It looks like Gopuff, which is best known for ’round the clock, half-hour grocery delivery, is expanding into the ghost kitchen business. According to HNGRY (subscription required), Gopuff is hiring more than 100 cooks, managers in states across the country including Arizona, Texas, Florida and Pennsylvania to be a part of its new ghost kitchen endeavor (hat tip to Grocery Dive).
A job description for a Kitchen Associate in Chandler, Arizona on Gopuff’s site reads:
As a member of Gopuff’s new Fresh Food & Local team, the Kitchen Lead role is crucial to contributing to the success of Gopuff Fresh & Local by leading and managing a vertically integrated ghost kitchen.
Ghost kitchens are commercial kitchen facilities without dining rooms that restaurant brands can rent out to create delivery-only concepts. Meal delivery and takeout, of course, have risen in prominence over the past year as the pandemic forced the closure of dining rooms across the country.
Gopuff, which has micro-fulfillment centers in 650 cities in the U.S., raised a whopping $1.5 billion in funding earlier this year and acquired fleet management company RideOS last month. The general thinking at the time of that acquisition was that RideOS would be used as part of its core grocery delivery operations. But as Grocery Dive points out, that same feet management technology could also be used for routing restaurant meal deliveries.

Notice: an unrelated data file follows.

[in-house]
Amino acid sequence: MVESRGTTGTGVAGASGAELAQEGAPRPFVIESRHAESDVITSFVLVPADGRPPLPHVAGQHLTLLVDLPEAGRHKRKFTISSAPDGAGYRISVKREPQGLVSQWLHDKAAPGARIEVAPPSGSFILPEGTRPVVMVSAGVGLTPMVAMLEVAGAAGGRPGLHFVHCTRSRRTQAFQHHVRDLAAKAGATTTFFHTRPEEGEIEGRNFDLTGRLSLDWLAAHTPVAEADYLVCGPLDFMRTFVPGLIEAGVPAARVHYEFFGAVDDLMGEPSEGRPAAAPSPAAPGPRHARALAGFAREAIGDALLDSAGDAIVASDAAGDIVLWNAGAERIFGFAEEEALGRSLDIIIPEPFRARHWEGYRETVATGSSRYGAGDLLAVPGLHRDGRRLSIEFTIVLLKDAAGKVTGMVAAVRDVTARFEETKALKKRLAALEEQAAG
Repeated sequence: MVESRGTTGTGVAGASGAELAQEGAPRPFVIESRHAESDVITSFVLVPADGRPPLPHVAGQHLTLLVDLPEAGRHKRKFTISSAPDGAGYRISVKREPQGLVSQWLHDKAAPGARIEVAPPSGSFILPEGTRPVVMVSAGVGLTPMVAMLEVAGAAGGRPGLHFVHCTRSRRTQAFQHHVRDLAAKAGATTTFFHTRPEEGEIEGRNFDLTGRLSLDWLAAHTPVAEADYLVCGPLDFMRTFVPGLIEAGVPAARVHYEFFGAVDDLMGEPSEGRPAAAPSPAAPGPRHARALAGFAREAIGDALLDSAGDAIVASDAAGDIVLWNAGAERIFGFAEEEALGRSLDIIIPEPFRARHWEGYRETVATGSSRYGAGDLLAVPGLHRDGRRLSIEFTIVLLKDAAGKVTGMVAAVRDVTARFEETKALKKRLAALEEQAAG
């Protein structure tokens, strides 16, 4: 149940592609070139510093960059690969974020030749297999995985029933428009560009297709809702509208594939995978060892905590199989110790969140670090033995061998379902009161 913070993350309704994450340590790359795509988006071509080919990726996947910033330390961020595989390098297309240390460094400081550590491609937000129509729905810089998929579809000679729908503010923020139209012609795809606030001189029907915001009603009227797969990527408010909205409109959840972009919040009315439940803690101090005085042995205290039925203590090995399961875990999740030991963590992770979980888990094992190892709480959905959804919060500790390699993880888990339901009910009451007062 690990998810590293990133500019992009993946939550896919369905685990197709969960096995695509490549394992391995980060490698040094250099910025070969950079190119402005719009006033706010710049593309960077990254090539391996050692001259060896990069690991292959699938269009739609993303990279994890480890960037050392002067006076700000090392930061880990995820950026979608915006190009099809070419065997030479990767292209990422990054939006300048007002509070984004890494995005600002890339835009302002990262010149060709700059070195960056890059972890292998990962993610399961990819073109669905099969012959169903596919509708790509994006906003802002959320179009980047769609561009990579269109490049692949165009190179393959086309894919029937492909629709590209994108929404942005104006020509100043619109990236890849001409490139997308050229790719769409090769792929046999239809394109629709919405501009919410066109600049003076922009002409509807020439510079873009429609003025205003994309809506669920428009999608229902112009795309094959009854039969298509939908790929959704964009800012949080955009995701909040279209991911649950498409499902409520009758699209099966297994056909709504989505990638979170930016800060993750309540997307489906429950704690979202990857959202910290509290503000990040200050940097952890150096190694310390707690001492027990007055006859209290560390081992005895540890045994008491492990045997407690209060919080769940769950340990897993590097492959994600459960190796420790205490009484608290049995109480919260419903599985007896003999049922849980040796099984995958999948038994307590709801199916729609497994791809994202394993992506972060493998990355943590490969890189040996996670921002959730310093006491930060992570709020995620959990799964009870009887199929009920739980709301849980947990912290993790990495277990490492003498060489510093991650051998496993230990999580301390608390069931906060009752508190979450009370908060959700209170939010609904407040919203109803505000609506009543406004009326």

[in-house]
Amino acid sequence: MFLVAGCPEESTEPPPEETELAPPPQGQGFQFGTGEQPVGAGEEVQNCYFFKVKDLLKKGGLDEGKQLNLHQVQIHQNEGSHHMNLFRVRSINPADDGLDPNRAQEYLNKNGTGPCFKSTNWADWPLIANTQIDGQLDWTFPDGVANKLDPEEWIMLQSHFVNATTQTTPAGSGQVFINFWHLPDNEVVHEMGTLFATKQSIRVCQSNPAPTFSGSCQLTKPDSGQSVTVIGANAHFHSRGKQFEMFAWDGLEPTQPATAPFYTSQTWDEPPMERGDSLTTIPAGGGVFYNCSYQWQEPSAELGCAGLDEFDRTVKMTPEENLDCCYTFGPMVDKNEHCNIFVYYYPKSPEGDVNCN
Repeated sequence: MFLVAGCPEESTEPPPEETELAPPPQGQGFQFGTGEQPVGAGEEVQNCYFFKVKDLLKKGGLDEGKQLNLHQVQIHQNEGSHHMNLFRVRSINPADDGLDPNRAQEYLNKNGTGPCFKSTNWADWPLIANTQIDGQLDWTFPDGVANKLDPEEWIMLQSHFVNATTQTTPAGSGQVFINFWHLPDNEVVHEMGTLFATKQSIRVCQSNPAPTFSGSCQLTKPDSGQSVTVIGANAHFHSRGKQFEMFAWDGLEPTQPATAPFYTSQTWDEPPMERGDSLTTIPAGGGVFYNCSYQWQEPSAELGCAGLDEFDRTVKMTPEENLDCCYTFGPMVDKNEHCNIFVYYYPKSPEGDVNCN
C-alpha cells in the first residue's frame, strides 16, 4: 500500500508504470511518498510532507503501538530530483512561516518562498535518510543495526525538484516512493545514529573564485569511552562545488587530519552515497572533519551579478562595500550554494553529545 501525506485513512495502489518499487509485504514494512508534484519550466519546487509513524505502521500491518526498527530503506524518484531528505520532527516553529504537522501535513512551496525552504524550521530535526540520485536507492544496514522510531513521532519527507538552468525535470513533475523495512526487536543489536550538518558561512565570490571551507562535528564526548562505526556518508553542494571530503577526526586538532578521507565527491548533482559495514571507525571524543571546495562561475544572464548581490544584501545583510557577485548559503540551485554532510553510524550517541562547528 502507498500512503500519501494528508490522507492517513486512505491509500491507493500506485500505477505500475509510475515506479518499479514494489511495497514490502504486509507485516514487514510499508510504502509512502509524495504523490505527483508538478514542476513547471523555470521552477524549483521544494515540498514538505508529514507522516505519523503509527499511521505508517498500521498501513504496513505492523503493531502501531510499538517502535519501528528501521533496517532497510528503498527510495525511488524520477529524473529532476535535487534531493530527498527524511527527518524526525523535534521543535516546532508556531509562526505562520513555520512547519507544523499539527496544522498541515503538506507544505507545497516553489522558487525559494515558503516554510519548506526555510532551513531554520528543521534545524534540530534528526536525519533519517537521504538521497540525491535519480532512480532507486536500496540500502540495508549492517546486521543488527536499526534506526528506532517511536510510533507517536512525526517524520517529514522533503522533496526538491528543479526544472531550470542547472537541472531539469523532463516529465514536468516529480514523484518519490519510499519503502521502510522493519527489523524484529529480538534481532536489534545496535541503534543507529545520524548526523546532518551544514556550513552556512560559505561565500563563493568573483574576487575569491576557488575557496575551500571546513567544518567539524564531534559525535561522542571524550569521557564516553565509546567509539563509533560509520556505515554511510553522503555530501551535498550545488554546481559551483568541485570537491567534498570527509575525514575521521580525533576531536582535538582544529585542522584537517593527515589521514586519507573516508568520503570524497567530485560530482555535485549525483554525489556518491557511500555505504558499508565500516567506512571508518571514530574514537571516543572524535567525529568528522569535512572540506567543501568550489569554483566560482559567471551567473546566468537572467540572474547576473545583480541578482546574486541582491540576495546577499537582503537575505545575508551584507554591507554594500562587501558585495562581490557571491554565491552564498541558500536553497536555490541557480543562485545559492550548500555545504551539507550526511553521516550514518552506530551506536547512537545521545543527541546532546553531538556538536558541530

The ghost kitchen space has certainly been a hotbed of activity over the past year with a number of players launching and expanding services. But perhaps what is more interesting about Gopuff’s hiring spree is the latest example of the lines between restaurant, grocery retail and ghost kitchen blurring. DoorDash, which started out as a restaurant delivery service, launched its own ghost kitchen and is expanding further into grocery delivery and expanding it own dark delivery only Dash Mart stores. Walmart is doing virtual food courts via ghost kitchens. And ghost kitchen operator C3 is running ghost kitchens out of hotels and residential spaces.
For Gopuff, adding hot meals to its existing grocery delivery business makes sense, given that it aims to complete deliveries in a half-hour. In that short amount of time your restaurant food arrives hot, while your pint of ice cream stays cool. Now the onus is on Gopuff to communicate clearly what it’s brand proposition is, so people will order both from the company.